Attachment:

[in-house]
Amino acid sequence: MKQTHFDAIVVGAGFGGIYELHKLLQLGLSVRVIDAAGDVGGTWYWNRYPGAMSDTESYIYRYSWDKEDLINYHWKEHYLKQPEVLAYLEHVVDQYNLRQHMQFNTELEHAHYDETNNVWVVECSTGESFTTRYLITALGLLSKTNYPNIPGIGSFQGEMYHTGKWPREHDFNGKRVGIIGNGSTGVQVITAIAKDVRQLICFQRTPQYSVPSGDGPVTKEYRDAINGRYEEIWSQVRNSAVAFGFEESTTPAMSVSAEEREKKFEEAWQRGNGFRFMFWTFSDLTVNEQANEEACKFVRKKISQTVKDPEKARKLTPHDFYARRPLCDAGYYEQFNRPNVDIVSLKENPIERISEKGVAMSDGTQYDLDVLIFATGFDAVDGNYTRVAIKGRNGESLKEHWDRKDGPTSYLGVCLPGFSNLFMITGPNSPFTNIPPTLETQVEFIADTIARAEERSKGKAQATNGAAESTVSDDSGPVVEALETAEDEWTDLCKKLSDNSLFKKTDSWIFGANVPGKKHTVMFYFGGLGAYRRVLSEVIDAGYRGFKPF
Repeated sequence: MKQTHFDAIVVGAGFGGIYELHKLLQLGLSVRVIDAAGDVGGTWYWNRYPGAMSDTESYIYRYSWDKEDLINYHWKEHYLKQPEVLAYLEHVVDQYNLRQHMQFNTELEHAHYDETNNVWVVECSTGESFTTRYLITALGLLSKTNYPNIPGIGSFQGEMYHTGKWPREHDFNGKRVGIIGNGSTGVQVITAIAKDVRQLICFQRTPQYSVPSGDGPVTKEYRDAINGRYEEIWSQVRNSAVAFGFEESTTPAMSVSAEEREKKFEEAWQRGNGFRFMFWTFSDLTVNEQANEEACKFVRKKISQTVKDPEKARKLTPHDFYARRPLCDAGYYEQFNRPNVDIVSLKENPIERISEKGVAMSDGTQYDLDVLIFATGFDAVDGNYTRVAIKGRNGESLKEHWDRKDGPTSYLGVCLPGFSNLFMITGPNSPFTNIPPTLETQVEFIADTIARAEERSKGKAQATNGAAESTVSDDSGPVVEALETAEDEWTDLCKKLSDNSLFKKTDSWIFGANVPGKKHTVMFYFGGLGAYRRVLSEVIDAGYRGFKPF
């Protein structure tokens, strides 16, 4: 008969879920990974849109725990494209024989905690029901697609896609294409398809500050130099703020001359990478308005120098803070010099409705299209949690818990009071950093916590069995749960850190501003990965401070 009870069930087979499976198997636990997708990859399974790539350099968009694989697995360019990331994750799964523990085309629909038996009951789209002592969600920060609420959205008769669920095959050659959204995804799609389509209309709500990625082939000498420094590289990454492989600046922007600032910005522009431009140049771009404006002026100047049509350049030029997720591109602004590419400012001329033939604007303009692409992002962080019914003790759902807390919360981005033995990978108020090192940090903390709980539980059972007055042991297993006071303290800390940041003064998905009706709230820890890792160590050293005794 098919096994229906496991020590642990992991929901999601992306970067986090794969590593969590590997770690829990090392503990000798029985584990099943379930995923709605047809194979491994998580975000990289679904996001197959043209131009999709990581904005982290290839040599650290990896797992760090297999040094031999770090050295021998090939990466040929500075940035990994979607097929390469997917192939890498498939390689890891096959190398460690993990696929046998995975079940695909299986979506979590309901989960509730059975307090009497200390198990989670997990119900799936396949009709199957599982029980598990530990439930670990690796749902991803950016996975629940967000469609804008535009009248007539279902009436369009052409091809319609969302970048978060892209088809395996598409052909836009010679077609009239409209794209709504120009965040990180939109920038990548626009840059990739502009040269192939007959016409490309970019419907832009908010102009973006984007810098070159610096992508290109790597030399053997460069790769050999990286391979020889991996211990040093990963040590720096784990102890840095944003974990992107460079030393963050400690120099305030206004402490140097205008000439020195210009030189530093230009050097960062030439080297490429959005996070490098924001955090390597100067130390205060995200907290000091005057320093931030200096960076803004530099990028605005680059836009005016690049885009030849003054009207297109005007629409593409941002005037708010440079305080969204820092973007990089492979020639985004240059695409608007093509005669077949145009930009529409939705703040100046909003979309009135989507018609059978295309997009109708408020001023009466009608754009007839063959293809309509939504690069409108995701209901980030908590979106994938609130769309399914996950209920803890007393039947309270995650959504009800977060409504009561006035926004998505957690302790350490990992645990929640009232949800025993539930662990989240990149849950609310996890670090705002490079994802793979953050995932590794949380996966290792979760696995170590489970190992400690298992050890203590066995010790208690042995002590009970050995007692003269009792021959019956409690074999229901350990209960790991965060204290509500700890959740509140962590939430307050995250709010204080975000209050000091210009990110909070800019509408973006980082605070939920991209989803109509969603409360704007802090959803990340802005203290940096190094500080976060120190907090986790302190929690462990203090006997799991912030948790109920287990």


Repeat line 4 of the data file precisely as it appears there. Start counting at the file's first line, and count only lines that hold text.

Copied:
């Protein structure tokens, strides 16, 4: 008969879920990974849109725990494209024989905690029901697609896609294409398809500050130099703020001359990478308005120098803070010099409705299209949690818990009071950093916590069995749960850190501003990965401070 009870069930087979499976198997636990997708990859399974790539350099968009694989697995360019990331994750799964523990085309629909038996009951789209002592969600920060609420959205008769669920095959050659959204995804799609389509209309709500990625082939000498420094590289990454492989600046922007600032910005522009431009140049771009404006002026100047049509350049030029997720591109602004590419400012001329033939604007303009692409992002962080019914003790759902807390919360981005033995990978108020090192940090903390709980539980059972007055042991297993006071303290800390940041003064998905009706709230820890890792160590050293005794 098919096994229906496991020590642990992991929901999601992306970067986090794969590593969590590997770690829990090392503990000798029985584990099943379930995923709605047809194979491994998580975000990289679904996001197959043209131009999709990581904005982290290839040599650290990896797992760090297999040094031999770090050295021998090939990466040929500075940035990994979607097929390469997917192939890498498939390689890891096959190398460690993990696929046998995975079940695909299986979506979590309901989960509730059975307090009497200390198990989670997990119900799936396949009709199957599982029980598990530990439930670990690796749902991803950016996975629940967000469609804008535009009248007539279902009436369009052409091809319609969302970048978060892209088809395996598409052909836009010679077609009239409209794209709504120009965040990180939109920038990548626009840059990739502009040269192939007959016409490309970019419907832009908010102009973006984007810098070159610096992508290109790597030399053997460069790769050999990286391979020889991996211990040093990963040590720096784990102890840095944003974990992107460079030393963050400690120099305030206004402490140097205008000439020195210009030189530093230009050097960062030439080297490429959005996070490098924001955090390597100067130390205060995200907290000091005057320093931030200096960076803004530099990028605005680059836009005016690049885009030849003054009207297109005007629409593409941002005037708010440079305080969204820092973007990089492979020639985004240059695409608007093509005669077949145009930009529409939705703040100046909003979309009135989507018609059978295309997009109708408020001023009466009608754009007839063959293809309509939504690069409108995701209901980030908590979106994938609130769309399914996950209920803890007393039947309270995650959504009800977060409504009561006035926004998505957690302790350490990992645990929640009232949800025993539930662990989240990149849950609310996890670090705002490079994802793979953050995932590794949380996966290792979760696995170590489970190992400690298992050890203590066995010790208690042995002590009970050995007692003269009792021959019956409690074999229901350990209960790991965060204290509500700890959740509140962590939430307050995250709010204080975000209050000091210009990110909070800019509408973006980082605070939920991209989803109509969603409360704007802090959803990340802005203290940096190094500080976060120190907090986790302190929690462990203090006997799991912030948790109920287990």